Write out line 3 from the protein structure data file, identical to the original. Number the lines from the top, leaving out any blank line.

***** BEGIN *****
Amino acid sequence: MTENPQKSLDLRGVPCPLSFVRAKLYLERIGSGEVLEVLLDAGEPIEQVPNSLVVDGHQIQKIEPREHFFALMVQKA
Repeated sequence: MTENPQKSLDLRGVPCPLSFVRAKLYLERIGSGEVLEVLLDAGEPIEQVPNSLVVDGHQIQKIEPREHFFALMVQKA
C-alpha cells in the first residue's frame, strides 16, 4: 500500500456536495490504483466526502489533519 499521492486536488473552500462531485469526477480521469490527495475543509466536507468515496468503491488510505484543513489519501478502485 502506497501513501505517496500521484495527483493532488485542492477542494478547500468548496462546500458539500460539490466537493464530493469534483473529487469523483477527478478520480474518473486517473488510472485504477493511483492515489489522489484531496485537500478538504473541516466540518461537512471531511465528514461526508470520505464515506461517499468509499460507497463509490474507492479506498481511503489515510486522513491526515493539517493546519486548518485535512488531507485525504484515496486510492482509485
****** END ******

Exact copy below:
C-alpha cells in the first residue's frame, strides 16, 4: 500500500456536495490504483466526502489533519 499521492486536488473552500462531485469526477480521469490527495475543509466536507468515496468503491488510505484543513489519501478502485 502506497501513501505517496500521484495527483493532488485542492477542494478547500468548496462546500458539500460539490466537493464530493469534483473529487469523483477527478478520480474518473486517473488510472485504477493511483492515489489522489484531496485537500478538504473541516466540518461537512471531511465528514461526508470520505464515506461517499468509499460507497463509490474507492479506498481511503489515510486522513491526515493539517493546519486548518485535512488531507485525504484515496486510492482509485